The Pigments of Vermeer's Palette
1. white lead
Used since antiquity, lead white was the only white used in European easel paintings until the 19th century. Lead white strongly absorbs X-rays, thus can be detected in paintings easily. It is one of the oldest man-made pigments, and its history dates back to the Ancient Greeks and Egyptians. It was originally made by filling lead jars and pots with vinegar (which is an acid) and burying the pots in manure piles, an ancient source of generating heat. The lead disintegrated into a white powder that was white lead.
White lead had always been the basis and principal pigment for oil painting. Its properties in oil as regards grinding, drying, brushing. its opacity, flexibility and durability are superior to those of other whites. The Dutch were renowned for the high quality of their lead white.
Vermeer used lead white to lighten natural ultramarine in the illuminated areas of the turban and it is the principal component of the bright flesh tones as well. Care was take by painters of all periods to avoid introducing white in deep shadows since it produces a very unnatural chalky sullen effect. Since it is derived from lead it has the disadvantage of being very poisonous.
2. yellow ochre
Yellow ochre is a natural clay colored by iron found in a great number of shades depending on its provenance. It is a very opaque pigment widely used by artists. Mixed with other colors it produces many useful natural shades.
Yellow ochre is the principle pigment of the girl's garment is yellow ochre and the lighter yellow tones (mixed with lead white) of the falling scarf. It was also mixed with lead white and vermilion to produce the very natural illuminated flesh tones of the painting.
Vermilion is manufactured by heating mercury and sulfur. This process was known for centuries although vermilion can also be found in a natural state called cinnabar. It has excellent qualities for artists and craftsmen alike. It was the artist's brightest red and is very opaque. It possesses characteristic orange undertone and was often glazed over with red madder to produce an intense cherry red otherwise not attainable by direct mixture.
Vermeer mixed minute quantities of vermilion and yellow ochre with white lead for the flesh tones in the girl's face. This same mixture was widely used by painters. Vermilion is very poisonous and has at times blackened, the cause is still unknown.
4. red madder (madder lake)
Red madder is an extract made by boiling the root of the madder plant (rubia tintorium) and precipitating it on a clay base. It was used as a textile dye in ancient Egypt, Greece and Rome, being the most permanent of the maroon or ruby-red colors of natural dyestuff origin. It is said to have been introduced in Italy by the Crusaders and was cultivated in Europe from the thirteenth-century on. It was the only deep ruby red tone available to painters in Vermeer's time and it has the additional quality of being extremely transparent making it suitable for glazing. It mixes well with other pigments and produces pure rosy tones when mixed with white.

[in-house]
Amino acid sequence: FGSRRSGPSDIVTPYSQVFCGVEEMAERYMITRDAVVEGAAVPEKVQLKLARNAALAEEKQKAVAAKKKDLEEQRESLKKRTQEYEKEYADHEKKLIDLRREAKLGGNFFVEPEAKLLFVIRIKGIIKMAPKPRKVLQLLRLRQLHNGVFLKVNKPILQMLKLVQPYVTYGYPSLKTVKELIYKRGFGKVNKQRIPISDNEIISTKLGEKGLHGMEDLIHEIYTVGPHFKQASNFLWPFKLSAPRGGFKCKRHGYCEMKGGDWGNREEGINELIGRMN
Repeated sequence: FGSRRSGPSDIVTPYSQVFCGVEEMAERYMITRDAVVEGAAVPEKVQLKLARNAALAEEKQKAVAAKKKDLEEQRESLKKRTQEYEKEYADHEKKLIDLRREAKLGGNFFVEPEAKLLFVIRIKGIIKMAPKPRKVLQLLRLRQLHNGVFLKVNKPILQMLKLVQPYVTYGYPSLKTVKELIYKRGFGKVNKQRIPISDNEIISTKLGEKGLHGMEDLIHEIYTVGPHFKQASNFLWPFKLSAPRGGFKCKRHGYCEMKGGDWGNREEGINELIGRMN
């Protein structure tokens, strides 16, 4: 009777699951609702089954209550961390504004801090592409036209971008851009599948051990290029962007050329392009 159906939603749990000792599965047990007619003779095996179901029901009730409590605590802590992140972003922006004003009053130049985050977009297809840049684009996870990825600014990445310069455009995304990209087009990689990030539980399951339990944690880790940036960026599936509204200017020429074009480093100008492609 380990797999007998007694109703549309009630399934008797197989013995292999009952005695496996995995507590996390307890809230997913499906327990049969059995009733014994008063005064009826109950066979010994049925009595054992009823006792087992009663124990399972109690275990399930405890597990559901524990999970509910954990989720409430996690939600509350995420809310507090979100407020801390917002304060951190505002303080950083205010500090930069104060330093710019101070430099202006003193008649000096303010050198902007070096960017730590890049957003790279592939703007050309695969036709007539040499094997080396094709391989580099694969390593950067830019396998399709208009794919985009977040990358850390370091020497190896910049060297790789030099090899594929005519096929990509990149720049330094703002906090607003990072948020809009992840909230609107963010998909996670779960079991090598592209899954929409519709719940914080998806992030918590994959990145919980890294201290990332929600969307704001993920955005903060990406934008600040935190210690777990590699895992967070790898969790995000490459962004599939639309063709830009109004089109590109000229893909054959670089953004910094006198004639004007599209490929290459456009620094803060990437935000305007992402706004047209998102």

Vermeer used it in admixtures the shadowed area of the girl's garment but is now completely degraded. The garment probably had a warmer tone than it does today. Red madder has also been detected in the lips of the girl. red madder (madder lake)
5. red ochre
Red ochre is a native red clay containing oxide of iron. The principle earth colors have been used since the dawn of man. In the Paleolithic and Primitive Cultures, natural red earths were used in cave paintings and for ritualistic purposes; specifically death ceremonies, because the red color can easily symbolize blood. They are also used because of their permanence. Some paintings with red earth hues in the Italian city of Pompeii have withstood wind and rain for over a millennium. In fact, this pigment was so important that the people took risks in locating the it.
It can been found in various shades depending on its origin. Vermeer used it in the Girl with a Pearl Earring only as an admixture. It is very opaque.
6. brown ochre (raw umber)
Brown ochre, probably raw umber, is a natural earth. The best grade comes from Cyprus. It is semi-transparent and has an inimitable warm tone very useful for depicting deep shadows. When mixed with white is presents a characteristic greenish tone. It was one of the principle pigments used in painting.
Raw umber can be found in the underpainting of the Girl with a Pearl Earring as well as most underpainting throughout the history of painting.
7. charcoal black